So let’s be clear about who is affected. Nearly two thirds are sick or disabled. People with box rooms; disabled people with specially adapted rooms or who need carers to stay over occasionally; the recently bereaved; parents of soldiers; those with broken marriages who need a room for their kids to stay: all face being kicked. Like Wayne Blackburn, a disabled man in Nelson, Lancashire, who needs a wheelchair to get around: “financially, April will cripple my wife and I,” he says. Like Zoe Edwards in Wandsworth, scraping by on a £7 an hour zero-hours contract after her son left home. I’m bombarded by other horrifying stories: a best friend’s father in the late stages of cancer, expected to leave his home; a man who cared for his sick mum, expected to leave now she is dead; a mother who needs a spare room as a foster carer, and so on.
There are other perversities, too. Elderly people are exempt from the tax, but are mostly likely to want to downsize: they will now struggle to find one-bedroom properties as demand soars. As Hilary Burkitt puts it, because supply rarely matches demand, one in three couples in social housing are given a two-bedroom property by councils: they will now be punished, too.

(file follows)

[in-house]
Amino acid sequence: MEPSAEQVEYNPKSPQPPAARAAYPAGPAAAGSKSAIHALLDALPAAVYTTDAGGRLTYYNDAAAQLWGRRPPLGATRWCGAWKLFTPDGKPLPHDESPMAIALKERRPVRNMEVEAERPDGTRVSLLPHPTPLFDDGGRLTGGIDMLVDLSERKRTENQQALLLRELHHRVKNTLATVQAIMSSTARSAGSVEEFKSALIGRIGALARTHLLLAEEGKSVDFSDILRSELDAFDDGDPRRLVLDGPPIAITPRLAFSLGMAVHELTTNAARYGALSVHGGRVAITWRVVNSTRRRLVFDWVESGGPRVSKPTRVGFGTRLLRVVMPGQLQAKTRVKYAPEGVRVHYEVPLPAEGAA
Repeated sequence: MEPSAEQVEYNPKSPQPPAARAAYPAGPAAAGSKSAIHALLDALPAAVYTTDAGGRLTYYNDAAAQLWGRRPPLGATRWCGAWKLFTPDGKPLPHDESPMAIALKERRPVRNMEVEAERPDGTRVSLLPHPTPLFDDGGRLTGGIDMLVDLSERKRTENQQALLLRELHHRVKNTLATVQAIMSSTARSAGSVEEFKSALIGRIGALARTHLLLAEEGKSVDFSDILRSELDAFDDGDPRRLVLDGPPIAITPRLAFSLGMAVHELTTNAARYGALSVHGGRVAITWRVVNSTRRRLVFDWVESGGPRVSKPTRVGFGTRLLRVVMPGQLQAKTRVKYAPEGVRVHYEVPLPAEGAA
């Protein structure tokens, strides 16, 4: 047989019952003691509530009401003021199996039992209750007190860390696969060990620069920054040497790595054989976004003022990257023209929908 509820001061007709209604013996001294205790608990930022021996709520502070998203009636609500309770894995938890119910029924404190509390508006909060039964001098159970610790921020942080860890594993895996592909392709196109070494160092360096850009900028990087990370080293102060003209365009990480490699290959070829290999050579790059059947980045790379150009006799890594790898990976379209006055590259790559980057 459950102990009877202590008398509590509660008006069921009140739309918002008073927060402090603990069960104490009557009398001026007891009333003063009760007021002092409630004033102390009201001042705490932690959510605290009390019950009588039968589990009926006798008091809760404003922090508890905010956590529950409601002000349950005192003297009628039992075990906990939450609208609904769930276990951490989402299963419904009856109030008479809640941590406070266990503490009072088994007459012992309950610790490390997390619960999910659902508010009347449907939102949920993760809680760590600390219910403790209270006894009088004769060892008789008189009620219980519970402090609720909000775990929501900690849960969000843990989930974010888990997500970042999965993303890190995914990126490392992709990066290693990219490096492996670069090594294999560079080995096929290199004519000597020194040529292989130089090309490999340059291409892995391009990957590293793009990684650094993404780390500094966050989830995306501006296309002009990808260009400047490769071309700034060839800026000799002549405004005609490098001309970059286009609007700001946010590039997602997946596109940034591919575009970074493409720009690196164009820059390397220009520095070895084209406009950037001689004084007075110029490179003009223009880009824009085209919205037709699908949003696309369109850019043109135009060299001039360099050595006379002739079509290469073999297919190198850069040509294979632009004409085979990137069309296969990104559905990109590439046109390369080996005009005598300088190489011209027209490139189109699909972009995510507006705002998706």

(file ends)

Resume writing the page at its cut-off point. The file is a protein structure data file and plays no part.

Some apologists of Government policy, like blogger Guido Fawkes, have tried to obscure the suffering inflicted on the poorest with semantic pedantry. It is not a “tax”, they say, falsely claiming that left-wingers labelled it such. But it was cross-bencher Lord Best who introduced the term, and housing specialists have popularised it in an attempt to explain clearly to tenants who have been starved of information by the government. Notorious hotbeds of socialism like the Daily Telegraph, ITN, and Tory councils such as Cornwall council call it the bedroom tax: a monstrous policy, whatever it is called.
And so a warning to Number 10. You calculate your attempt to demonise benefit claimants has paid off, removing all potential empathy. But – unfortunately for you – most are decent people. When the electorate realise you are inflicting misery not on “scroungers”, but on some of the most vulnerable in society, your campaign will fail. You bank on the suffering remaining below the radar, and you will be proved wrong. We will hammer you with the consequences, and, in time, you will be defeated.